With a new governor in office, the Democratic-controlled Illinois House is charging ahead on legislation blocked by Republican Gov. Bruce Rauner as he pursued his pro-business, union-weakening agenda.
The House voted by wide margins this week to approve a bill that would prohibit employers from asking job applicants about their salary histories and another bill that would raise the legal smoking age to 21. Those votes come after new Democratic Gov. J.B. Pritzker signed a bill last month that will raise the statewide minimum wage to $15 per hour by 2025.
The salary history measure passed Wednesday by an 86-28 vote. The bill’s sponsor, state Rep. Anna Moeller, an Elgin Democrat, said it is designed to help close the wage gap between women and men. Moeller said Pritzker has expressed support.
“I knew that if we could get it through the General Assembly this year, we would have a partner in the governor’s office to sign it,” she said.
The legislature passed two previous versions of the bill, but Rauner vetoed both, arguing that there were more business-friendly ways to address the issue. He pointed to a law that took effect in Massachusetts in July that is similar but allows employers to ask for wage history after making a job and salary offer.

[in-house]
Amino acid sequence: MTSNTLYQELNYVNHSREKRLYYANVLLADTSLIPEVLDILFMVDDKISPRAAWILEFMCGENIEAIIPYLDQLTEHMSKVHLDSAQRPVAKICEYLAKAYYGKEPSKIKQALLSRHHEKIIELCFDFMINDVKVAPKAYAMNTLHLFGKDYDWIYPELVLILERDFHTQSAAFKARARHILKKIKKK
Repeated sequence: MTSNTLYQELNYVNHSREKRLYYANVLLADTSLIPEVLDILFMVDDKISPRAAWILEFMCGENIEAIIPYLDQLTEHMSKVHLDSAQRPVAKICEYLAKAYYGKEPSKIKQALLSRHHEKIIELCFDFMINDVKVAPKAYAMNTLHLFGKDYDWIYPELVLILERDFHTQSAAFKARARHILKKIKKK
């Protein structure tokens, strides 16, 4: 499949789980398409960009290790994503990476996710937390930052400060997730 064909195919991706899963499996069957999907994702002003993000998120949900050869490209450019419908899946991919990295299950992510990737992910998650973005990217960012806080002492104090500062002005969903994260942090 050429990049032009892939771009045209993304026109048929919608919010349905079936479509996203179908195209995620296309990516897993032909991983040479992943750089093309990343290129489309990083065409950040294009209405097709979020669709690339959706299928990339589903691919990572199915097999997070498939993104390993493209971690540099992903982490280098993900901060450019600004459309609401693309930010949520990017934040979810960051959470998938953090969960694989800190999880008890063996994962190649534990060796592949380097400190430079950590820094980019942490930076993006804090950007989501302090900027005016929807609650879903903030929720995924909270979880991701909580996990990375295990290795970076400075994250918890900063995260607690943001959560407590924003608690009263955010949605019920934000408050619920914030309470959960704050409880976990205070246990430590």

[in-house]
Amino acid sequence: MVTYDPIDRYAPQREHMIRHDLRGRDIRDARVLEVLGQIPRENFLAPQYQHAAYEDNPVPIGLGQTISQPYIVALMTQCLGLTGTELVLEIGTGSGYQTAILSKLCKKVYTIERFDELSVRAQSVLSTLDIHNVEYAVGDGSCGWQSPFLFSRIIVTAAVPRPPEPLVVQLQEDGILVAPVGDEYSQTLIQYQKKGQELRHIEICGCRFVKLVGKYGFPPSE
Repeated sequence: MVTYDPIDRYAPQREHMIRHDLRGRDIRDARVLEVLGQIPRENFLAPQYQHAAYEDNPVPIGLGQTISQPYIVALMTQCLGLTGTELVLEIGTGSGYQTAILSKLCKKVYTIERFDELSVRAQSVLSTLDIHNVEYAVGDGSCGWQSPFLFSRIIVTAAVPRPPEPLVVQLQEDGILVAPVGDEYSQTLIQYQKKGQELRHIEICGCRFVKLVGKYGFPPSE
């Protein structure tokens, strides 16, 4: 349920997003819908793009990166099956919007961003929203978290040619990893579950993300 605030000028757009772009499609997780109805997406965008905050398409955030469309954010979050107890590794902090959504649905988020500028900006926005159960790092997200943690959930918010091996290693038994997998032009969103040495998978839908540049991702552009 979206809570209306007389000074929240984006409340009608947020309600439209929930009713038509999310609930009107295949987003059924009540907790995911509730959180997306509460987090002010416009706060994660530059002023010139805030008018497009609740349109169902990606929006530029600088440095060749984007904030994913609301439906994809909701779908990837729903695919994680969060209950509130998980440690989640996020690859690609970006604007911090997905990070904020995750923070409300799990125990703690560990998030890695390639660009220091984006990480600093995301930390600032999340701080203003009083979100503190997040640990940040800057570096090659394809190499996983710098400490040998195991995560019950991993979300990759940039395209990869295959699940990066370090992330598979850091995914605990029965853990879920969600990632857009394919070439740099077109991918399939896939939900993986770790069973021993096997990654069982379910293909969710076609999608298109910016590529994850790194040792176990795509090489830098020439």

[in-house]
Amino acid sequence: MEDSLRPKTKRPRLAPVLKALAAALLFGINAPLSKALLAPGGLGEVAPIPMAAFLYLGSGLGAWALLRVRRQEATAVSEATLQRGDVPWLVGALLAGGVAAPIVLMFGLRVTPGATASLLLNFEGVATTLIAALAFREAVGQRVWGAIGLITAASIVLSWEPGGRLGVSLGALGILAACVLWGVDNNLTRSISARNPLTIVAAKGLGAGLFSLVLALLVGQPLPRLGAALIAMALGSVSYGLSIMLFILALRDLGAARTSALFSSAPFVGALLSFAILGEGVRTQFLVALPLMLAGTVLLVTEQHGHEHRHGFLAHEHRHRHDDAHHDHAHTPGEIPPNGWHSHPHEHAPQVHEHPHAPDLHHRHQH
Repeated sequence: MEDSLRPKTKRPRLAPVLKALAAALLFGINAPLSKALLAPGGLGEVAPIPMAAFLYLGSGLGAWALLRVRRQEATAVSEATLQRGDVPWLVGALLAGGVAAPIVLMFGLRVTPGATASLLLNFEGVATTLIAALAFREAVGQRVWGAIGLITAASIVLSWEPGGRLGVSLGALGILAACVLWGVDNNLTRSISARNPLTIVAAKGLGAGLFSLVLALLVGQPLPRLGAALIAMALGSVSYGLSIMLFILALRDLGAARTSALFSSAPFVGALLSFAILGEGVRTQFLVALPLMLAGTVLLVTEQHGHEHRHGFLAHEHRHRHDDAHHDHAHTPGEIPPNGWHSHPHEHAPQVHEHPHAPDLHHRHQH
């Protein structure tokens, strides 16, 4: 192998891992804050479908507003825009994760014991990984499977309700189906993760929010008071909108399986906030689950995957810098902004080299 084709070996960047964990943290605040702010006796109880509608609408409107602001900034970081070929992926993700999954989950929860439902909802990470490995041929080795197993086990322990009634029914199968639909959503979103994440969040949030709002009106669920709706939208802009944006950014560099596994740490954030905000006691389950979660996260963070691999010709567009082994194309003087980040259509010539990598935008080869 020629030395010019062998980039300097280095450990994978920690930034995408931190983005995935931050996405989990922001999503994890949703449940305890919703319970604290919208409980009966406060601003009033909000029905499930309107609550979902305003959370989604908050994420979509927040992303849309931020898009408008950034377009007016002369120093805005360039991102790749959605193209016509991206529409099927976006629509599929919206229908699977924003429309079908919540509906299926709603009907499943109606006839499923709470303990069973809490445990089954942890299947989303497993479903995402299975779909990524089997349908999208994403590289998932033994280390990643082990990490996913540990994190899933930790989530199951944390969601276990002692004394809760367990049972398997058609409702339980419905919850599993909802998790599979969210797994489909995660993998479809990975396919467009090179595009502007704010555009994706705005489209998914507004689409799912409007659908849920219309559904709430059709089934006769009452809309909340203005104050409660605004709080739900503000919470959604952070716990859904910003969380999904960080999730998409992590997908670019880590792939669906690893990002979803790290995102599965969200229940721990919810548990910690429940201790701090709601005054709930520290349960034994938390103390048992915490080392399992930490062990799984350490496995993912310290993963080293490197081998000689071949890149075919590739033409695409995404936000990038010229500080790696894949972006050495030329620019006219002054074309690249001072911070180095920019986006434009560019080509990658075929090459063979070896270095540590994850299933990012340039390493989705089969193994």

The vote on the salary history bill came a day after the House voted by nearly as wide a margin to approve a bill that would raise the legal age for purchasing cigarettes, other tobacco products and e-cigarettes to 21 statewide. Rauner also vetoed a previous version of that bill, citing the negative effect it would have on businesses that sell tobacco products.
Democrats like their chances better on both issues now that Pritzker holds the pen to sign or veto legislation.
In one of his first acts upon taking office in January, Pritzker signed an executive order prohibiting state agencies from asking job applicants about their pay at previous jobs. “The governor believes it’s an important first step in closing the pay gap and looks forward to reviewing the bill,” Pritzker spokeswoman Jordan Abudayyeh said in an emailed statement.
As for the tobacco bill, Abudayyeh said the governor supports efforts to prevent young people from smoking and “looks forward to reviewing the legislation to raise the smoking age.”
While the salary history and tobacco bills passed the House with bipartisan support, Democratic lawmakers acted without any Republican votes to deliver Pritzker a major victory in his first weeks in office by approving a plan to increase the statewide minimum wage to $15 per hour by 2025. Rauner vetoed a bill that would have increased the minimum wage to $15 per hour by 2022.
These early moves have some in the business community on edge as Pritzker also advocates for a graduated income tax plan that would raise rates on the wealthy and on corporations.
“I unfortunately do think that they are an indication of what the next four years are going to look like,” said Todd Maisch, president and CEO of the Illinois Chamber of Commerce, which was closely aligned with Rauner and opposed legislation on the smoking age, salary history and the minimum wage. “It doesn’t mean every anti-business bill is going to go ahead and pass. I do think that Gov. Pritzker really does want to be seen by the business community as somebody who understands their issues.”
However, Maisch added, “it looks like we’re going to take a few beatings.”
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March 13, 2019 at 05:45PM